Looking for Single Sided Deaf (SSD) people to chat with about sound localization

Hi all, Me personally, I would almost rather be Deaf from birth.
To not know where a sound is coming from, instantly, creates a form of dementia I think.
It is most isolating.
 

Purpleroo

New Member
I have SSD and not being able to localize sound Does not bother Me at all. It’s all I’ve ever known so it’s never felt weird
 
I did not become SSD over time, I was in a real bad accident, where I got a sever TBI, and when I woke up in the hospital I had only one (inner) ear. The people in the room were talking to me but unless I could see the person or people, eye ball to eyeball, I could not decipher all the words, one or two words from this person and one or two words from another, and it was almost impossible to understand them in conversations. If someone was talking to me, and turned their head away from me for a moment (which people do), I would lose those words, and have to ask them to look at me , so I could understand all their words, The volume in my good ear was now much higher, to the point that a louder sound like a door slamming, 'froze' me and made me "jump out of my shoes". The sounds and voices seemed to be coming from all around me, and all trying to cram into my good ear all at once. Somebody off to my right or left or behind me would say, "hey Craig, how are you doing?", and I would not be able to turn towards them right away unless I turned my head like a radar dish and finally locate them. I'm not much good in a conversation now, not being able to cipher ALL the words, and out in public is kinda freeky because of all the sounds all the time. I'm constantly being 'frozen' by louder sounds, or people talking to me and I can't turn to face them right away, and I hesitate allot now, which puts me 'a click' behind everyone else.
Besides SSD, my TBI left me with a loud, screeching 'Tinnitus' and mild case of vertigo, and it was driving me crazy, until a friend hooked me up with a "Wireless Bone Conduction Headphone", and paired it up to my android phone and a Kindle Fire Tablet, and re-introduced me to music and listening in general. I have adapted to my new SSD world now, because of this "technology", and I can be "hands free", and nothing "In" my good ear. Good music therapy has lessoned the affects of the Tinnitus and the vertigo to a point where my confidence levels are better. I can now sleep much better because low music is 'on' my good ear, whenever I want it. I can hear the 'overtones' and 'harmonies' much better now, and In fact it's kinda interesting to listen to music by pressing the bone conduction headphone, anywhere on my head. The bass is less, but I can still hear it.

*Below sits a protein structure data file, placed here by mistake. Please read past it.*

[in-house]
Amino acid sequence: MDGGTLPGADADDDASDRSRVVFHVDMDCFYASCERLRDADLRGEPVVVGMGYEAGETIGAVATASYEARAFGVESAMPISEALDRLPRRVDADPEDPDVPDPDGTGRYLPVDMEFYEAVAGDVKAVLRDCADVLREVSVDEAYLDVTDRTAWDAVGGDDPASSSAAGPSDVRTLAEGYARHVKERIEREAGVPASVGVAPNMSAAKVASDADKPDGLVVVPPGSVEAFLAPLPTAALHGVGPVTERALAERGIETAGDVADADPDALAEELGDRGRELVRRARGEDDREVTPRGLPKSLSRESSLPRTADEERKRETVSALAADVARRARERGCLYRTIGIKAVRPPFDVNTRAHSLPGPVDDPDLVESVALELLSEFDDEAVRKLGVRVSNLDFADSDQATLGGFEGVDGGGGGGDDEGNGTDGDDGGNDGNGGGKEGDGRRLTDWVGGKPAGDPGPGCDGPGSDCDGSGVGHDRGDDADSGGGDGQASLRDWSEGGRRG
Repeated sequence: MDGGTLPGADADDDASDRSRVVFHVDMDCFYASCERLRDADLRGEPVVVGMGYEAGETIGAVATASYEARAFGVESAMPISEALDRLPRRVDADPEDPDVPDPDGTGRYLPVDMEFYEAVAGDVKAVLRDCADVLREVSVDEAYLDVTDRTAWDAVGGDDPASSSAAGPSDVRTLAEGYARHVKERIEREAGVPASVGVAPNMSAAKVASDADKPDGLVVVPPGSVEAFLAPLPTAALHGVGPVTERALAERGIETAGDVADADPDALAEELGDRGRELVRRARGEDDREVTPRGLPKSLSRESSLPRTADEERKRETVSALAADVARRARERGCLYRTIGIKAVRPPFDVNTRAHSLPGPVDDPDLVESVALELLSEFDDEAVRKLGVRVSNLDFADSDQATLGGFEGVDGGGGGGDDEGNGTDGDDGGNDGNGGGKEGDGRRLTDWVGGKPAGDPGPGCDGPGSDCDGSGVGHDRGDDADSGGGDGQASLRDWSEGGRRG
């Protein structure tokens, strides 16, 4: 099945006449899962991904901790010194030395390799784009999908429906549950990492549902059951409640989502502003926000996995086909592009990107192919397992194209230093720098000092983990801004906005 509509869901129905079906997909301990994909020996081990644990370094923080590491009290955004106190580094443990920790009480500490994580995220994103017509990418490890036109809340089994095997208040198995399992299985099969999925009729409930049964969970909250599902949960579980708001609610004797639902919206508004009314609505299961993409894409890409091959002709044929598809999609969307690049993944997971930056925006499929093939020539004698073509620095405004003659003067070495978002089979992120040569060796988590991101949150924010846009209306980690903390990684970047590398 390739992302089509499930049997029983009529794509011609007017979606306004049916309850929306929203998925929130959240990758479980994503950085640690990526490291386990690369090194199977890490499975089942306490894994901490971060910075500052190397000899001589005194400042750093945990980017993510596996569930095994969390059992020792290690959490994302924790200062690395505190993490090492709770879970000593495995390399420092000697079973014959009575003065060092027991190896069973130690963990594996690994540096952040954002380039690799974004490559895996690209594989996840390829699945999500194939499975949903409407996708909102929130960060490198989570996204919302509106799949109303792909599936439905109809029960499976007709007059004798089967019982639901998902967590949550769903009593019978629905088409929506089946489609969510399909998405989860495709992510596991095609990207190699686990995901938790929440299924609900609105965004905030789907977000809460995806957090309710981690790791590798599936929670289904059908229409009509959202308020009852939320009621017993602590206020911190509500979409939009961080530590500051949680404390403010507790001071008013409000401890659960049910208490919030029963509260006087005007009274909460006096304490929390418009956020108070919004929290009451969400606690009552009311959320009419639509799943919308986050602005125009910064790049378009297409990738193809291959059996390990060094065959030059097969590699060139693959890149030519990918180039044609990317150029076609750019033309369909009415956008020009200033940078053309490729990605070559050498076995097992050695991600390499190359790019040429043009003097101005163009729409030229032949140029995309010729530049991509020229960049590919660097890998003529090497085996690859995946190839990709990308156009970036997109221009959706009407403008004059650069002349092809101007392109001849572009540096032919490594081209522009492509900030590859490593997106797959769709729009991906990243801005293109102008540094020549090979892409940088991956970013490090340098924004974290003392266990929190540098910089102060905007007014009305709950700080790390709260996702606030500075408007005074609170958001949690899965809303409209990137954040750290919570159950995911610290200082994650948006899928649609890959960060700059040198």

Does your SSD 'inhibit' you in conversations? I always turn my good ear towards people now, and look them 'square in the eye' and they get it. I can listen to my music on low and at the same time be talking to someone, and be washing dishes. Being "Hands free", is a confidence builder.
 

Purpleroo

New Member
I definitely struggle in conversations. If in a store or somewhere where there’s background noise and someone tries to talk to me, I don’t even notice. It does sometimes make me feel isolated but I’m used to it.

I understand what you mean about turning your good ear towards people to understand them. Sometimes as people turn their head or walk in a different direction, I’m following them with my ear tilted towards them. I’m sure it looks a bit weird, but I don’t mind doing it with people I know.
 
In the "Hunting" world, you use all your senses to track your prey, but the sense of smell and the hearing are most important. With no sense of smell, and SSD, (maybe connected to inner ear being destroyed), I feel like bait when I'm out and about in public, but I have adjusted to this new world and my "vision" , and tactile senses have greatly increased. I see things other people can't see, and my peripheral vision is greatly enhanced. I can juggle three balls now pretty well.
When I'm talking to someone now, I watch the corners of their eyes, and the corners of their mouth, and I can tell if they are "Joshing" me.
Cats have an amazing ability with their noses in that they can "localize" different smells and turn their heads towards them.
Watching my cat Jake, who is 15, use his ears and eyes and smell , but independent of each other, is amazing. Each side of his nose is independently 'searching', his ears are independent and 'searching', and his eyes are constantly 'searching', all at the same time. They seem to have perrrfect sense of their environment. I've learned a lot from him. (he is also a poser).
.Jake 11.jpgOnce, I put "Dark Side of the Moon" on my conduction phones, and placed them around his neck, and he was purring, and his eyes 'squinted' at me like he enjoyed it.
I mean, what's not to like, with Pink Floyd and Alan Parsons? ha. shows my age.
 
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